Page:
Friday, August 10, 2007

Reverse Stock Split Arbitrage Revisited

Several months ago, I wrote a couple of posts about some reverse stock split arbitrage plays I made. I've still been making them, but they have been a little harder to find. I've made about 6 or 7 of these trades and all have been successful except for one. That one failed because the terms of the split were altered so that small shareholders were affected instead of not being affected, which this technique relies on. In my comment here, I speculated that the terms might have been changed because the company's Board of Directors saw an unusual level of trading in their stock right before the split and suspected something was up. For that reason, I decided to stop writing about these opportunities on this blog. (Well, that and the fact that I want to keep this blog focused on real estate investing and not stock investing.)

Today, I came across an SEC filing that confirms what I suspected in that comment:

The Board's first election to reverse split the stock 100,000 to 1 with an automatic roundup to 100 shares would have accomplished the desired reconfiguration of the stockholder base, however, the announcement of the action by filing of the Company's Preliminary Information Statement caused speculation in the stock. Many speculators purchased one share in an attempt to gain entry to the reorganization. The Board contacted the OTCBB and inquired as to the possibility of stopping trading in the Company's stock, but was unable to do so. The net result of the buying by opportunistic speculators would have been to dilute the stockholder base. For this reason, Management decided to abandon the reverse split of 100,000:1.

So the companies do notice trading patterns and volumes. Furthermore, at least one company was willing to change their previously announced plans in reaction to it.

So if you are looking for these opportunities, what are you supposed to do? Well, I think the safest bet would be to wait for the definitive 14C form to be filed with the SEC. Note that the above mentioned speculation occurred after the preliminary 14C was filed. I believe, although I have not verified, that once the definitive 14C is filed, the company cannot change or cancel the actions mentioned in the filing. I should also note that I do not believe companies are required to file a preliminary copy, so some companies might not do so.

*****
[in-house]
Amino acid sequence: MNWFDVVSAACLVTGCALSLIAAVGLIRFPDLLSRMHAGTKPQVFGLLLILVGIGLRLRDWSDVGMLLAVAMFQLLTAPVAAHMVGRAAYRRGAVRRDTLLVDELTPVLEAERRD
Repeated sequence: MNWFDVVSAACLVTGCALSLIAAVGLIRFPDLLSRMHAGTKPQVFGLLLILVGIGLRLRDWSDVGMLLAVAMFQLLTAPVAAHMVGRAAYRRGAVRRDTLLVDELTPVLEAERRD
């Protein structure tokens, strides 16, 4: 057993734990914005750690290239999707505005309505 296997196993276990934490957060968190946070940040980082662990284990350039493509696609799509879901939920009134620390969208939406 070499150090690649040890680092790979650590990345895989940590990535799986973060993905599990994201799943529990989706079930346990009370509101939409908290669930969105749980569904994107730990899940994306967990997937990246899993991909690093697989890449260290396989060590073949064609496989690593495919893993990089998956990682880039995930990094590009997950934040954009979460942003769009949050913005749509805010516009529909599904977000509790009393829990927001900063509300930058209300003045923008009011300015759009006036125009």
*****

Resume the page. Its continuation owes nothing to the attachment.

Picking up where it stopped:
Anyway, this trading technique seems to be all over the internet if you know to look for it, so perhaps the good times are coming to an end..


Matt said...


Great blog. I think i read through 90% of your posts in the past 2 days.

I just had a question regarding reverse stock splits, what language do you look for now for stocks that may be ideal for this technique? I'm not looking for any specific leads, I have searched through some recent SEC filings so I have an idea. But have you had any recent success and if so what language in the documents assists you in targeting them?

I see a few of them that state if you own less than 100 shares you "may" have difficulty selling your shares or "may" have increased costs upon the reverse split. Not sure if this type of language is a red flag or if it is standard practice and not something to worry about. And have you had any experiences in which you bought a few shares and then it ended up costing you extra because you had so few shares?

thanks for your help.

Shaun said...

I just search for "reverse split." I should say that it appears this technique has reached the end of its life. Companies are either no longer doing this or inserting requirements that you must own at least 100 shares before the date of the filing in order to get the special treatment.

Matt said...

I figured, because I was only finding a few and they seemed to have pretty strict requirements. Oh well, thanks for the interesting reading.

I guess its back to forging my way into real estate. Keep up the good blog.

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